Weston Indoor Sports has been part of the southwest Canberra community for more than 30 years. Each week, the venue provides the opportunity for thousands of people to get valuable exercise and socialise through indoor cricket, netball, volleyball, soccer, dodgeball and parties.
Brothers Con and Tony Floros have been at the helm since 1987, and they have seen some pretty tough times, but they say nothing compares to 2020.
“Following a really slow summer because of all the smoke from the bushfires, excessive heat and then Canberra’s hailstorm, just as things were starting to come back, COVID-19 hit and we shut down almost overnight,” says Con. “We closed down completely for more than three months.
“Even though we feel we offer a community service, especially for all the kids in the local area, Weston Indoor Sports doesn’t receive any government funding at all. That makes it tough for us when we are competing with other sports competitions that do get funding.”
The centre’s landlord was supportive during the lockdown period so Weston Indoor Sports was able to survive when other businesses around Australia closed for good. But Con worries that restrictions and hesitancy from members of the public to return means the tough times are set to continue.
“It would be devastating if we went back to another lockdown,” he says. “It’d be really hard to come back from another closure.”
With summer here, the popular junior soccer competitions are well underway at the complex. Con says soccer is an essential part of the business with more than 800 kids taking part every Saturday.
“We had last year’s competition cut short and we’re a bit worried that alone will affect our numbers this year,” says Tony. “People are a bit more reserved about coming forward and registering during this tough time. We’re hoping that nothing more happens in Canberra and that people get back into our competitions again.”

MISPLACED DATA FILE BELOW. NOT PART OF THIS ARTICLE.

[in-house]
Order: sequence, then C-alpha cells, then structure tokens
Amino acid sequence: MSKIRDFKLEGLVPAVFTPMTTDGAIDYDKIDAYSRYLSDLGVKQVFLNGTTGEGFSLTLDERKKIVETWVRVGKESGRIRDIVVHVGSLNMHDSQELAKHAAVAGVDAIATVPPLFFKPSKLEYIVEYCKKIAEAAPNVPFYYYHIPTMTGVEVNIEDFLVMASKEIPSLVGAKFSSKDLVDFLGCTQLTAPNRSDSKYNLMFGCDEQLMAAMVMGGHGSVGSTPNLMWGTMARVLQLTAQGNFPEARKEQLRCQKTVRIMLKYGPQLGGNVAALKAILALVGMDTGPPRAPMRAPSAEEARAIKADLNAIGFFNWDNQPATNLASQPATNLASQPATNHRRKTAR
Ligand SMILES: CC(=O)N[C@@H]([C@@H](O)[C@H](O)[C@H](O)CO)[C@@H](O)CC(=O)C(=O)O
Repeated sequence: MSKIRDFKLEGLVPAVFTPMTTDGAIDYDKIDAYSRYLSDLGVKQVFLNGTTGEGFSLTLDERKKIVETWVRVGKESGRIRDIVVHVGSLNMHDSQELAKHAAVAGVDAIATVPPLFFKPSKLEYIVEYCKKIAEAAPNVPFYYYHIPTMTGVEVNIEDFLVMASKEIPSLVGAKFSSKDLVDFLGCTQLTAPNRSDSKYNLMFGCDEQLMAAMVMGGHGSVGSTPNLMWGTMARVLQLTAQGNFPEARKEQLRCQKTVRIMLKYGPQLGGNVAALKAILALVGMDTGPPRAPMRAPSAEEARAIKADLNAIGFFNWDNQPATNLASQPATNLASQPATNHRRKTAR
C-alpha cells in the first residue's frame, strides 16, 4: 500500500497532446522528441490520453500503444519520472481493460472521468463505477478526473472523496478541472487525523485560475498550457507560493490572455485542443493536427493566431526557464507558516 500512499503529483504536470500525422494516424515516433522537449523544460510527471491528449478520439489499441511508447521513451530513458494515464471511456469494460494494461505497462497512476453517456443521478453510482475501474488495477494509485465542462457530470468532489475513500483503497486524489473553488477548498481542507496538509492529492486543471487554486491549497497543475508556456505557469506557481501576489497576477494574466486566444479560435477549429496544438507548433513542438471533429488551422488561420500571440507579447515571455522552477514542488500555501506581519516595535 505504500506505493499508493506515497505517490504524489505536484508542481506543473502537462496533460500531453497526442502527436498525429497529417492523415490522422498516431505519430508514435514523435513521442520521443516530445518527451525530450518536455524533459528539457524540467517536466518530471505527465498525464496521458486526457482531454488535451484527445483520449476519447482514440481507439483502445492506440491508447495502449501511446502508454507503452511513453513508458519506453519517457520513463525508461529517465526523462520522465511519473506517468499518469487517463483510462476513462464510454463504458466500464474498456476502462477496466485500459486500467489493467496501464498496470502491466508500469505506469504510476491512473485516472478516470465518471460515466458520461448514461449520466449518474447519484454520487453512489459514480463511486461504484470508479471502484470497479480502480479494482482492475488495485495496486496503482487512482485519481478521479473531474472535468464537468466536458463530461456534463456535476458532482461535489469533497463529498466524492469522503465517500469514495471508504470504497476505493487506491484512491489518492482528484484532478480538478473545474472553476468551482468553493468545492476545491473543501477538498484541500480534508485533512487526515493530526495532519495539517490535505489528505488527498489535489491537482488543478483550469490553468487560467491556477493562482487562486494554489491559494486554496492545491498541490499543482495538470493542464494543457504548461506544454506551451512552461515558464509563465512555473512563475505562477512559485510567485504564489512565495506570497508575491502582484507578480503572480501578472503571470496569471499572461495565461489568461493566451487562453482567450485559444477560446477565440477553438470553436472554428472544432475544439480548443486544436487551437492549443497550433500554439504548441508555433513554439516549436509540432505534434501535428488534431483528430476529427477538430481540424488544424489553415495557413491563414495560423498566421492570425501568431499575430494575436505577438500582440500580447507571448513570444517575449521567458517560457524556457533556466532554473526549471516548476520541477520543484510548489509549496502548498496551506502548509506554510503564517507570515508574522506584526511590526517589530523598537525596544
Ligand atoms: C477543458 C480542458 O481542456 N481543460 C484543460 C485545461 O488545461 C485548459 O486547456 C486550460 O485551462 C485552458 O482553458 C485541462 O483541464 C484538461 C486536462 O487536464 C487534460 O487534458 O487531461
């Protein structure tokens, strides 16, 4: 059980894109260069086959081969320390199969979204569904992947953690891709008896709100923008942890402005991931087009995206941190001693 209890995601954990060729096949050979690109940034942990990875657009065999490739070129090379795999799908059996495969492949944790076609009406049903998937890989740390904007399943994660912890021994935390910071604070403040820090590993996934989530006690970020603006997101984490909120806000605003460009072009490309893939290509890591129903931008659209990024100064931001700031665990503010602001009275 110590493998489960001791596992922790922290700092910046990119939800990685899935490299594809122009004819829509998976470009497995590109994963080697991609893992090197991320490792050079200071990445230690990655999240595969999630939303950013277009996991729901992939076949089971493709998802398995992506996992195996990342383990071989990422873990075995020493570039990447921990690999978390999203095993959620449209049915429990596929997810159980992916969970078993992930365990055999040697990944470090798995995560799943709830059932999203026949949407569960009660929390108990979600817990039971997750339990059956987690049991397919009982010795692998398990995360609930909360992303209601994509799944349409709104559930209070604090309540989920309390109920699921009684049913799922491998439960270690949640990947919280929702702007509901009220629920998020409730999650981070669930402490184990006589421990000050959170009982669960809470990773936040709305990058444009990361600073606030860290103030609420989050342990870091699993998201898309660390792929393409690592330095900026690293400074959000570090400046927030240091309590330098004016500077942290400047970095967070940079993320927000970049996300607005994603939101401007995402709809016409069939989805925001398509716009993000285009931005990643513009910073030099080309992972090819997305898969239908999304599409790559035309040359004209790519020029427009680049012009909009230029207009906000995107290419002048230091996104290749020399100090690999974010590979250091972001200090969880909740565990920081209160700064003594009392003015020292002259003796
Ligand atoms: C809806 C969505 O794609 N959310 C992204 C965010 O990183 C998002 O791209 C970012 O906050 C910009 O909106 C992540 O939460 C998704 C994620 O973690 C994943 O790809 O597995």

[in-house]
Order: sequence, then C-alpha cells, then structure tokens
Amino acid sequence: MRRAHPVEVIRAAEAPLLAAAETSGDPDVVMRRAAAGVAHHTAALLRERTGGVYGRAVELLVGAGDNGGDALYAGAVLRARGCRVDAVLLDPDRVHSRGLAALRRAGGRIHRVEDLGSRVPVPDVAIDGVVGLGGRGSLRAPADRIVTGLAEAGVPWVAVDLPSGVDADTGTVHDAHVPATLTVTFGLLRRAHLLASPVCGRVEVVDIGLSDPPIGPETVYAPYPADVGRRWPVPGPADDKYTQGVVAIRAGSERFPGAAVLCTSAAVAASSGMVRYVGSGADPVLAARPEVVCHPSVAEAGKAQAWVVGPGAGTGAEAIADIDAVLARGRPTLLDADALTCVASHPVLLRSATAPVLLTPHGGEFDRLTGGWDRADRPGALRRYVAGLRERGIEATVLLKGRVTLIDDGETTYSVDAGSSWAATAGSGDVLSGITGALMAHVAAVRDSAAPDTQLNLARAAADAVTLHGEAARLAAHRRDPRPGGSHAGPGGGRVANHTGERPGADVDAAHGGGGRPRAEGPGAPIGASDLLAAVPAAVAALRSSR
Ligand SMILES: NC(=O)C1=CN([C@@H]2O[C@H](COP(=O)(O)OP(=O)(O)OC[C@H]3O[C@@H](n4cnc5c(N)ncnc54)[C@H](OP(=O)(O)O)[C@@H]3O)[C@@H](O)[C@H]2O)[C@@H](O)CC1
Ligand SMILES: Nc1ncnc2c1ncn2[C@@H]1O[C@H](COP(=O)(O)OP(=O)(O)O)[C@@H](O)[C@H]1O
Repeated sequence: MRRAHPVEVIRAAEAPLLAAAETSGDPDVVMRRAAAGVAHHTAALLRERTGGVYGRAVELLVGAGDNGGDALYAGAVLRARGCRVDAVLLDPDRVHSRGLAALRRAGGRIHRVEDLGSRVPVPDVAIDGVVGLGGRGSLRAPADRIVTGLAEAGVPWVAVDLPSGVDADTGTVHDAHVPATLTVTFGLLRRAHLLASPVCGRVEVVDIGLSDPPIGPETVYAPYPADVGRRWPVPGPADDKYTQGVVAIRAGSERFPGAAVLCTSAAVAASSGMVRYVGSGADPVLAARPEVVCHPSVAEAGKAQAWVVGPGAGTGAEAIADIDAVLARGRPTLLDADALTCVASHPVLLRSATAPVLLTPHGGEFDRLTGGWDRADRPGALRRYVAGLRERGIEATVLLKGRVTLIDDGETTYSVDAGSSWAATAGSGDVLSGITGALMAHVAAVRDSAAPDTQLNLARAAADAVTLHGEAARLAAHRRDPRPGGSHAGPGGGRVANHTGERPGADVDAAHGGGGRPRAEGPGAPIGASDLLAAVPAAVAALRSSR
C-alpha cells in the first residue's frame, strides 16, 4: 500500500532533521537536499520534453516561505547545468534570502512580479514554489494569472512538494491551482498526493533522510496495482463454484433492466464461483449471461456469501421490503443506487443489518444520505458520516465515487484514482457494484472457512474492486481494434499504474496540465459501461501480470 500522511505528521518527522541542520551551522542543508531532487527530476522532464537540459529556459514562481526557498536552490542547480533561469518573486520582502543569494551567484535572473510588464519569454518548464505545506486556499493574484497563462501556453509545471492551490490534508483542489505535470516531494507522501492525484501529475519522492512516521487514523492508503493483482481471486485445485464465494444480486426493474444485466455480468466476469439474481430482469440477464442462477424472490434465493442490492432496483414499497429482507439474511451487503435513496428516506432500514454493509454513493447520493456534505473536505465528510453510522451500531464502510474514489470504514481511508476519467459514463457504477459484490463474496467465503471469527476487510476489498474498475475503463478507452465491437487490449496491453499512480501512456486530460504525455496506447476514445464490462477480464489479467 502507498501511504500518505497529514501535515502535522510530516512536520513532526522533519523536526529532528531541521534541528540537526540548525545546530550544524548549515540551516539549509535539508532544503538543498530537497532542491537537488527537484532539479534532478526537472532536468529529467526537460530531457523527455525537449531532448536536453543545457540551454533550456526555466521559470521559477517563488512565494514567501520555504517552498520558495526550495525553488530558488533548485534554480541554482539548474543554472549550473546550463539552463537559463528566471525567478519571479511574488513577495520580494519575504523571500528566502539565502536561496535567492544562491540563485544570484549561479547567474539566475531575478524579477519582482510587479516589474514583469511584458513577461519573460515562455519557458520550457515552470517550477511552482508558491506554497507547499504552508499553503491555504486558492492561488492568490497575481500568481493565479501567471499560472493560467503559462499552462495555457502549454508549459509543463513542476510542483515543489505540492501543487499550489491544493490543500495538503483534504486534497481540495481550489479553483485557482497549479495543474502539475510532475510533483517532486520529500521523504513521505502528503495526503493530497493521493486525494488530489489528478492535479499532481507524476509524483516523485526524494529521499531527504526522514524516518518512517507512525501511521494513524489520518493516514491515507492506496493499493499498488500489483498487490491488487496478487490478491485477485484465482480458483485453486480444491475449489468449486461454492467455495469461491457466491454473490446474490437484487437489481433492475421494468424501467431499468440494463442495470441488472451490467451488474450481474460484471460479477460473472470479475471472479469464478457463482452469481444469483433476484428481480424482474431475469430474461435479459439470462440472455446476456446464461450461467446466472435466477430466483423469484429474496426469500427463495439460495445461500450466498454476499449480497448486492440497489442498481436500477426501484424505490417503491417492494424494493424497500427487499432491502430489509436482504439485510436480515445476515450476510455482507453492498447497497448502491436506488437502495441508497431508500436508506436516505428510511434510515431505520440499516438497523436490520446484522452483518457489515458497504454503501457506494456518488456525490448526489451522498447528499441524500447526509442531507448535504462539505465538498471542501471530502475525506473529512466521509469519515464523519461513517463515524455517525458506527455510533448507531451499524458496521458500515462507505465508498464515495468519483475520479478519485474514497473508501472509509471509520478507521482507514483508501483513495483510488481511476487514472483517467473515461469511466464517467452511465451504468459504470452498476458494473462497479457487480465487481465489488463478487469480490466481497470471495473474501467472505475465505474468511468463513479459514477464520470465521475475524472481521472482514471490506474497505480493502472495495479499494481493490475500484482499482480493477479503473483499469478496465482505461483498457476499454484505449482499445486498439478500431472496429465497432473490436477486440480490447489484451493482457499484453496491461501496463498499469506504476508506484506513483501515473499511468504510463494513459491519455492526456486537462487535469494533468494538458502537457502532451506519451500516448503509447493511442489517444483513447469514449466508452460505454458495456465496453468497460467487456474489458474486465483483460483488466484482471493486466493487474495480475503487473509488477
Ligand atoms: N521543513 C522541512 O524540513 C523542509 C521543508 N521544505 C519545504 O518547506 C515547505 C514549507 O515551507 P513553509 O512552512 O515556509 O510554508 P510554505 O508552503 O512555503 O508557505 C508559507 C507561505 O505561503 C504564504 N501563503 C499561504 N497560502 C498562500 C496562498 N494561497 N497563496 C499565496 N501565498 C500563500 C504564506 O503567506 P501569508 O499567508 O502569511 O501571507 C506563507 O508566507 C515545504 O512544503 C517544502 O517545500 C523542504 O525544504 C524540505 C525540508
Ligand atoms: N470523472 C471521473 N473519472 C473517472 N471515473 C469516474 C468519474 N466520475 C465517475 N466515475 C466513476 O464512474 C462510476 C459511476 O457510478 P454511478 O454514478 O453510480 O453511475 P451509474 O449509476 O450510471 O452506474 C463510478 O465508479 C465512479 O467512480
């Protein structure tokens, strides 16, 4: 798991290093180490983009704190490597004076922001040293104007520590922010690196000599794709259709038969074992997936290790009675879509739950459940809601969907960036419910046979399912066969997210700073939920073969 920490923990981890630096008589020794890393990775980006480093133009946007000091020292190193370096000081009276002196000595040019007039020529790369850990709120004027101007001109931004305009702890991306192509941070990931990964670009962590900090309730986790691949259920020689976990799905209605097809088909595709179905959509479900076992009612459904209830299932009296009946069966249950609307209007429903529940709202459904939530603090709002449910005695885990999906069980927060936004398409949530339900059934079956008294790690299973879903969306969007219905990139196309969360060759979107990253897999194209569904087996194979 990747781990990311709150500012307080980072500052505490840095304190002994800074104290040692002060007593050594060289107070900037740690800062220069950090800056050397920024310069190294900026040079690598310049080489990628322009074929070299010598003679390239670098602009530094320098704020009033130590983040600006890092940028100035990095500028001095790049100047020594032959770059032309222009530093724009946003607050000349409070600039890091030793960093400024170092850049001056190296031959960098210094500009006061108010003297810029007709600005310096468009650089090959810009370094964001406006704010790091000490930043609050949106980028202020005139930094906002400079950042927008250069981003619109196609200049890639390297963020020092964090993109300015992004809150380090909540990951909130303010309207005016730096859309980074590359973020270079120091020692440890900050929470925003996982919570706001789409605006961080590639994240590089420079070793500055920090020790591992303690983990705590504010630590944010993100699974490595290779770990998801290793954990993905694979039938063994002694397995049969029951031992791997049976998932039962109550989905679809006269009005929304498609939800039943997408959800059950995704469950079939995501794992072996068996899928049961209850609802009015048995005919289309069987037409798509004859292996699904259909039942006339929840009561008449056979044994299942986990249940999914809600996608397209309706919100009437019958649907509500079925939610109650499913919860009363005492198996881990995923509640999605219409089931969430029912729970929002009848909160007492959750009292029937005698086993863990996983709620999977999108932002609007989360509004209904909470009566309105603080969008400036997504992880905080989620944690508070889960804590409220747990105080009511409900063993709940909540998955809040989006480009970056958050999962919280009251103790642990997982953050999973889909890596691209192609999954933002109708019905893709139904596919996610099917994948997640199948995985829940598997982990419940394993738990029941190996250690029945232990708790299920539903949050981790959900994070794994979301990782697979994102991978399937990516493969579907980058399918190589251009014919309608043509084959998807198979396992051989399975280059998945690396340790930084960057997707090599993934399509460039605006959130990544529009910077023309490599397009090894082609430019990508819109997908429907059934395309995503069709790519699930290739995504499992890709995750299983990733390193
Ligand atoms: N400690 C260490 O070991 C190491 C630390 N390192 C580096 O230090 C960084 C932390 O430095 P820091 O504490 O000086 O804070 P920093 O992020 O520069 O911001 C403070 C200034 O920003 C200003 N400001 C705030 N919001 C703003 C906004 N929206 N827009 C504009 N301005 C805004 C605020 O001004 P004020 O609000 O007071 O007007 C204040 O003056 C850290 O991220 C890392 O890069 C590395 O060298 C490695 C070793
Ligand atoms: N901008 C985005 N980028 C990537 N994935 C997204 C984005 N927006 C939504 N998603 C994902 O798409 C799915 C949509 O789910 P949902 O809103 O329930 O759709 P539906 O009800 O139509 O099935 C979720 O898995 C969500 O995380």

Con and Tony have kept in touch with similar centres in Victoria and they know that many won’t come back. He says now more than ever people need to get behind community businesses.
“We’ve tried to go out of our way to make sure we use local suppliers,” says Tony. “I think everyone has probably now realised how important it is to support local business given how tough it’s been during the past nine months.”
The countless tales of generosity and sacrifice from members of the public highlight the importance of facilities such as Weston Indoor Sports to the community. People such as Warren Eggins, who umpired the first indoor cricket match at Weston Indoor Sports back in 1987 and still devotes his time to officiate.
“Warren has been around for a long time and is a great advocate for our sports environment and our business,” says Con. “Most of his time is volunteer work and he’s always supported us by umpiring.
“I think it’s his outlet. He works hard, likes to be around the group and continues to devote a lot of time to help us out. He’s one of those blokes who you love to have around and is always quick with a joke and a laugh around the whole group.”
Weston Indoor Sports is open seven days a week from 10 am to 10 pm. You can make a booking or find out more information on its website.